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Maize crop up 20pc as record year is forecast


The percentage of grain in the crop is predicted to be phenomenal due to the heat in May

The percentage of grain in the crop is predicted to be phenomenal due to the heat in May

The percentage of grain in the crop is predicted to be phenomenal due to the heat in May

A record-yielding crop of maize has been predicted following one of the best growing seasons in living memory.

The 50,000ac crop looks set to yield up to 20pc more than last year, with some crops estimated to be capable of achieving 8t/ac of drymatter (DM).

Crops averaged 5t/ac last year and starch levels struggled to get above 25pc.

However, this year's crop is predicted to have starch levels of 35-36pc, making it "as good as any French crop", according to Maizetech's John Foley.

"The percentage of grain in the crop is going to be phenomenal," he said.

The good weather that the country has basked in since early May has made all the difference for the crop this year.

"It's all about the accumulated heat units and we got the heat here at just the right time," said the Wexford man, whose company supplies maize seed and plastic to growers and contractors.

"We all thought that the crop was going to be at least two or three weeks late in harvesting because conditions were so cold and backward at planting.

"But the summer has completely reversed that situation with the crop now one to two weeks ahead of normal in terms of maturity," said Mr Foley.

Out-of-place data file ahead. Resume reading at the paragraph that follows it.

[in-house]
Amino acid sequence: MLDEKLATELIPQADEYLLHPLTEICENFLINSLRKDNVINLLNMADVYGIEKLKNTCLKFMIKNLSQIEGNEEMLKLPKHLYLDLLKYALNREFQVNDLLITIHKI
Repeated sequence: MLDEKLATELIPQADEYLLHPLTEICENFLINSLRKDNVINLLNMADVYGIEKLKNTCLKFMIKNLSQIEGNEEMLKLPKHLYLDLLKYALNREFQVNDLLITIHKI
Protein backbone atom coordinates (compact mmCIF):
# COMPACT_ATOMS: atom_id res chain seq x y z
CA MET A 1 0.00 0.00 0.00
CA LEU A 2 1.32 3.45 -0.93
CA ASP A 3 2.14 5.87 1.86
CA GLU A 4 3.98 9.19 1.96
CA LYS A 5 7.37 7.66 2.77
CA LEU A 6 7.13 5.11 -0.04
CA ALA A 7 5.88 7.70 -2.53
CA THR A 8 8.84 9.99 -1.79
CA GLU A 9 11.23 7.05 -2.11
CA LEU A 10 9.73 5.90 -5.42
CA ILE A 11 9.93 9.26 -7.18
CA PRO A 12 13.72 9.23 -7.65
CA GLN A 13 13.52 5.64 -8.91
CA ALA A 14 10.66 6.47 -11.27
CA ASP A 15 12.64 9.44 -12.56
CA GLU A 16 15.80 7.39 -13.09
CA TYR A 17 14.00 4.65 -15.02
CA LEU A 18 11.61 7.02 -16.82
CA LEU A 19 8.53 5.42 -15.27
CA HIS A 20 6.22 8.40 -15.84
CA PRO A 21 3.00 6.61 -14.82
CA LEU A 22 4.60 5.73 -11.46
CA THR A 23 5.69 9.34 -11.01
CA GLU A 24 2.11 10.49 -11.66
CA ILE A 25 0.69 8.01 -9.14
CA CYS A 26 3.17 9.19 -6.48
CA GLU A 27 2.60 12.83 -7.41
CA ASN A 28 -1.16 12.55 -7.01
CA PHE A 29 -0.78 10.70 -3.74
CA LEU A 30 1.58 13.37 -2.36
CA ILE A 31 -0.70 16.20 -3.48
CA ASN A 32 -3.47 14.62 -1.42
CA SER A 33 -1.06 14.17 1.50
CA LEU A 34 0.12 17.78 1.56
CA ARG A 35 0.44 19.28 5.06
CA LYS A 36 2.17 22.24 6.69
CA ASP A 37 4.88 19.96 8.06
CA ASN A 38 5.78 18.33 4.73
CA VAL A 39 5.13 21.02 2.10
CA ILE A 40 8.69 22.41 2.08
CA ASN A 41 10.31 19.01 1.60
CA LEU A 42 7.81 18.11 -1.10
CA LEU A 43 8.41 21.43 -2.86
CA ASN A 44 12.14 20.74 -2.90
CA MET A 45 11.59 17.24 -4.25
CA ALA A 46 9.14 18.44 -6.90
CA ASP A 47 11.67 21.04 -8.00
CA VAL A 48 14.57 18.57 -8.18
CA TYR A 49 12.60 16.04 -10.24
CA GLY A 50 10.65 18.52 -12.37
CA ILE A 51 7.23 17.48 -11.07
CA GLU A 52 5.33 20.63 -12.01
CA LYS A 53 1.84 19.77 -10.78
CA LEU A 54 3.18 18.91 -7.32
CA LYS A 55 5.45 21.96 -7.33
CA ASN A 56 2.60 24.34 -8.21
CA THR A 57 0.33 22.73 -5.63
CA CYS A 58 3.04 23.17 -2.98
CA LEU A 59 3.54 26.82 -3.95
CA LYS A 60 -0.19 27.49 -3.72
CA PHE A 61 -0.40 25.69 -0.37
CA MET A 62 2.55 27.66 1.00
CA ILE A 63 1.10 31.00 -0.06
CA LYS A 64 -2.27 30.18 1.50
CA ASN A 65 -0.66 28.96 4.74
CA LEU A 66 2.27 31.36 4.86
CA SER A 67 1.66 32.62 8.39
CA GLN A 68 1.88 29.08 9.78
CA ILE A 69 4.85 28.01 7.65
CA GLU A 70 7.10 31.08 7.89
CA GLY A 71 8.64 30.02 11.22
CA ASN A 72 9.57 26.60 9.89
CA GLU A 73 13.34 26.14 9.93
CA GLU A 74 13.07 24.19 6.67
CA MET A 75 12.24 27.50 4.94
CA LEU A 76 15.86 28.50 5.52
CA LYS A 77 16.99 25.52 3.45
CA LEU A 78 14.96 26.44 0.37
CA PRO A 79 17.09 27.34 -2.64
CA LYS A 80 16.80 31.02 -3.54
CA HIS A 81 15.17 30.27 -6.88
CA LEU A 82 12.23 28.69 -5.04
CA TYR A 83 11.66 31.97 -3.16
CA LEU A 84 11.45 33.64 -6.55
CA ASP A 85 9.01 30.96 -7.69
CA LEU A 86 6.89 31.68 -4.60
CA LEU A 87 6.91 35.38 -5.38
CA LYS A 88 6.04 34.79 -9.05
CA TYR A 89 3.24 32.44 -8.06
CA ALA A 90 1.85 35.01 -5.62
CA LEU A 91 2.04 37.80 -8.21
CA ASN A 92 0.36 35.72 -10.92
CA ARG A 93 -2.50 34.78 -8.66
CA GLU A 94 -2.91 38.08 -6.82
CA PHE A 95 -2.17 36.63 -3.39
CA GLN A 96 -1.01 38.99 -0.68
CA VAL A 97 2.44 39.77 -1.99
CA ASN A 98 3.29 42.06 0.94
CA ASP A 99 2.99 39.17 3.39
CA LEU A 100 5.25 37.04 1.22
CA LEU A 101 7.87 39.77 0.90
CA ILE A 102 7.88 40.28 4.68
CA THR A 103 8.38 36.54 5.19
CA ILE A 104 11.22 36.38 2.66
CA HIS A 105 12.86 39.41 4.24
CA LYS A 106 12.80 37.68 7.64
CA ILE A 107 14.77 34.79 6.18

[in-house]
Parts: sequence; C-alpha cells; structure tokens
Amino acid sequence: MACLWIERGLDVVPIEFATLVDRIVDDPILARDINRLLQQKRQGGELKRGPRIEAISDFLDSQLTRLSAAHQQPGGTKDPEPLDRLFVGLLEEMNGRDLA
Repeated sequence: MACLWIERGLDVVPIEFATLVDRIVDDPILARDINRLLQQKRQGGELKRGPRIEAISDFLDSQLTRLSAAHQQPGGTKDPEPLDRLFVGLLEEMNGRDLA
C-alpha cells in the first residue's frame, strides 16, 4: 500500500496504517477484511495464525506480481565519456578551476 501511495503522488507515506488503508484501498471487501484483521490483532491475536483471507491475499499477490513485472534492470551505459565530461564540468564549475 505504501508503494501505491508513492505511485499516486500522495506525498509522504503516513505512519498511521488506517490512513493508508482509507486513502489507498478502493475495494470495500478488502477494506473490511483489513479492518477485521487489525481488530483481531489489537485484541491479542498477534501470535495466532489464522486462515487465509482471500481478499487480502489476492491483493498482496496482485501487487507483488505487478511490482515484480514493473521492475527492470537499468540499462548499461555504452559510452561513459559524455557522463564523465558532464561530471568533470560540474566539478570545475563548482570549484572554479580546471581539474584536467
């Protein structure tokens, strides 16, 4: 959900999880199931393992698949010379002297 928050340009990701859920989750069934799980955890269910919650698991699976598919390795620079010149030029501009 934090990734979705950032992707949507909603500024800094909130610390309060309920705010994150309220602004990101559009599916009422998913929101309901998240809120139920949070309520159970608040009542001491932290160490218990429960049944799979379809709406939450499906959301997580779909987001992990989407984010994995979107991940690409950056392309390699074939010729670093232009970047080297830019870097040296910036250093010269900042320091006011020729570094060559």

"Any decent crop will hit 6-7t/ac this year, but the real good ones will hit 8t/ac. I've walked crops that are up to 12ft tall and look great."

However, Mr Foley cautioned farmers on judging the quality of their crop on the basis of its height.

"Half of the crop's drymatter is in the cob, so the total drymatter is a combination of the crop height and cob size," he said.

Mr Foley said that farmers in Louth and Meath fared slightly better than growers in Cork and Waterford this year, because the crops didn't suffer any drought checks.

"Normally the best crops are in the southeast, but I think the weather and soil types suited guys in the northeast better this year."

The maize expert admitted that, if the weather had not come right this year, that many farmers risked a disastrous crop.

"If we got the same summer as 2012, we'd be in serious trouble, with many crops probably having no grain at all. Last year was just so demoralising for farmers, coming on the back of a mediocre year in 2011," he said.

Maize typically requires 2,500 heat units over the course of its growing season to mature.

However, the vast majority of the Irish crop is grown under plastic, which has the effect of trapping an additional 200-300 heat units as the plant is emerging from the seedbed.

"It doesn't matter whether it gets the heat over 120 or 180 days, the plant will suck it all up and produce the goods. It's amazing what it can do when it gets the heat," said Mr Foley.

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While Benicia is still one of the farmers' favourites, Mr Foley says that new Pioneer varieties look like they have the potential to match the stalwart on yield and come in two weeks earlier.

"I've seen some plots of a variety called 7905 that is miles ahead of everything. That's a great advantage because you don't loose as much in terms of plant bulk, especially when crops get hit with hard frosts in late September and early October as farmers wait for the cobs to fully mature," said Mr Foley.

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